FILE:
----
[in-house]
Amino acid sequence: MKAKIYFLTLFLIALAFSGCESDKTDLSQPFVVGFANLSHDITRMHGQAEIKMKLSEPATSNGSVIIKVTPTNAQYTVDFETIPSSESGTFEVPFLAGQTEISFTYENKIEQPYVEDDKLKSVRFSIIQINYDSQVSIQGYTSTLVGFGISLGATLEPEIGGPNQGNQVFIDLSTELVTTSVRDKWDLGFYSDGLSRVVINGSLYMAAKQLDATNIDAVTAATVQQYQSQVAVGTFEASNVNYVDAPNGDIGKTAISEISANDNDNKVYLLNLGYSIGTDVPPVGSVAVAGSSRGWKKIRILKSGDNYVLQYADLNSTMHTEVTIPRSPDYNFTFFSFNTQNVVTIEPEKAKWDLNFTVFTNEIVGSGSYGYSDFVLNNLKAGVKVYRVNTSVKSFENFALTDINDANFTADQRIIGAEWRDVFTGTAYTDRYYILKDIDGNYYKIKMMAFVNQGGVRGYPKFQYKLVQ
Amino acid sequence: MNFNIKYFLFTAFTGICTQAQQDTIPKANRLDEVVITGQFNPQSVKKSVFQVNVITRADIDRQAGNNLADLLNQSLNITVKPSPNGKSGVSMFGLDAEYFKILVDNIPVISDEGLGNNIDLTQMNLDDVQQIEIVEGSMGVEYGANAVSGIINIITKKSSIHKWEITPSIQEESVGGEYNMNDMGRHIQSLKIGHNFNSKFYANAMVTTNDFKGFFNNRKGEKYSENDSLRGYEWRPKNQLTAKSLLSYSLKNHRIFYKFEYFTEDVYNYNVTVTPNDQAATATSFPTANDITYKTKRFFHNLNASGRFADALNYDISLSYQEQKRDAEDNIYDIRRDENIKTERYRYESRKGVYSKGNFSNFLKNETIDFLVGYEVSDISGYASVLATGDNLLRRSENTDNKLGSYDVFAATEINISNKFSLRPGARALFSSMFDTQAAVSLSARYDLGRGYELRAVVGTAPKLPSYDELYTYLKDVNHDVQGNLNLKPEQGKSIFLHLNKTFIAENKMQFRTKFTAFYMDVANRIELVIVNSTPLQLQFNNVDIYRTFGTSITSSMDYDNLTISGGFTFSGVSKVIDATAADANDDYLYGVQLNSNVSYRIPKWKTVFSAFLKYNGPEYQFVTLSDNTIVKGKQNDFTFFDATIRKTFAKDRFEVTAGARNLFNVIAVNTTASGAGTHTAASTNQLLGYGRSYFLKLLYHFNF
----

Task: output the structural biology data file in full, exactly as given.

[in-house]
Amino acid sequence: MKAKIYFLTLFLIALAFSGCESDKTDLSQPFVVGFANLSHDITRMHGQAEIKMKLSEPATSNGSVIIKVTPTNAQYTVDFETIPSSESGTFEVPFLAGQTEISFTYENKIEQPYVEDDKLKSVRFSIIQINYDSQVSIQGYTSTLVGFGISLGATLEPEIGGPNQGNQVFIDLSTELVTTSVRDKWDLGFYSDGLSRVVINGSLYMAAKQLDATNIDAVTAATVQQYQSQVAVGTFEASNVNYVDAPNGDIGKTAISEISANDNDNKVYLLNLGYSIGTDVPPVGSVAVAGSSRGWKKIRILKSGDNYVLQYADLNSTMHTEVTIPRSPDYNFTFFSFNTQNVVTIEPEKAKWDLNFTVFTNEIVGSGSYGYSDFVLNNLKAGVKVYRVNTSVKSFENFALTDINDANFTADQRIIGAEWRDVFTGTAYTDRYYILKDIDGNYYKIKMMAFVNQGGVRGYPKFQYKLVQ
Amino acid sequence: MNFNIKYFLFTAFTGICTQAQQDTIPKANRLDEVVITGQFNPQSVKKSVFQVNVITRADIDRQAGNNLADLLNQSLNITVKPSPNGKSGVSMFGLDAEYFKILVDNIPVISDEGLGNNIDLTQMNLDDVQQIEIVEGSMGVEYGANAVSGIINIITKKSSIHKWEITPSIQEESVGGEYNMNDMGRHIQSLKIGHNFNSKFYANAMVTTNDFKGFFNNRKGEKYSENDSLRGYEWRPKNQLTAKSLLSYSLKNHRIFYKFEYFTEDVYNYNVTVTPNDQAATATSFPTANDITYKTKRFFHNLNASGRFADALNYDISLSYQEQKRDAEDNIYDIRRDENIKTERYRYESRKGVYSKGNFSNFLKNETIDFLVGYEVSDISGYASVLATGDNLLRRSENTDNKLGSYDVFAATEINISNKFSLRPGARALFSSMFDTQAAVSLSARYDLGRGYELRAVVGTAPKLPSYDELYTYLKDVNHDVQGNLNLKPEQGKSIFLHLNKTFIAENKMQFRTKFTAFYMDVANRIELVIVNSTPLQLQFNNVDIYRTFGTSITSSMDYDNLTISGGFTFSGVSKVIDATAADANDDYLYGVQLNSNVSYRIPKWKTVFSAFLKYNGPEYQFVTLSDNTIVKGKQNDFTFFDATIRKTFAKDRFEVTAGARNLFNVIAVNTTASGAGTHTAASTNQLLGYGRSYFLKLLYHFNF